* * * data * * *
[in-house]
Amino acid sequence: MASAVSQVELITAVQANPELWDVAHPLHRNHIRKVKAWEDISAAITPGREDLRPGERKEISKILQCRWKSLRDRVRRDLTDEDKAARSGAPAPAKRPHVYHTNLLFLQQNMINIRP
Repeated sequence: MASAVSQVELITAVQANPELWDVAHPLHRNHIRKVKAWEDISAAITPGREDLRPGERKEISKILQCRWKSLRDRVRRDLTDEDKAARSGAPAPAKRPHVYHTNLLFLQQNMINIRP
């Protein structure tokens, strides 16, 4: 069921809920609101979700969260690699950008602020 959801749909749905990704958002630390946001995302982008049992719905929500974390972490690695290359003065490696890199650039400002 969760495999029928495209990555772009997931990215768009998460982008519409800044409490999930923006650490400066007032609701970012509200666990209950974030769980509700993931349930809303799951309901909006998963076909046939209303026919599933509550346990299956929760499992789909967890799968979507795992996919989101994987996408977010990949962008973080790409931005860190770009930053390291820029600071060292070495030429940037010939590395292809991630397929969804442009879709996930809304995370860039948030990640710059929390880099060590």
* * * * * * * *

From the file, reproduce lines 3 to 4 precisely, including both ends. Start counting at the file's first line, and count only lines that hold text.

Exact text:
Repeated sequence: MASAVSQVELITAVQANPELWDVAHPLHRNHIRKVKAWEDISAAITPGREDLRPGERKEISKILQCRWKSLRDRVRRDLTDEDKAARSGAPAPAKRPHVYHTNLLFLQQNMINIRP
């Protein structure tokens, strides 16, 4: 069921809920609101979700969260690699950008602020 959801749909749905990704958002630390946001995302982008049992719905929500974390972490690695290359003065490696890199650039400002 969760495999029928495209990555772009997931990215768009998460982008519409800044409490999930923006650490400066007032609701970012509200666990209950974030769980509700993931349930809303799951309901909006998963076909046939209303026919599933509550346990299956929760499992789909967890799968979507795992996919989101994987996408977010990949962008973080790409931005860190770009930053390291820029600071060292070495030429940037010939590395292809991630397929969804442009879709996930809304995370860039948030990640710059929390880099060590």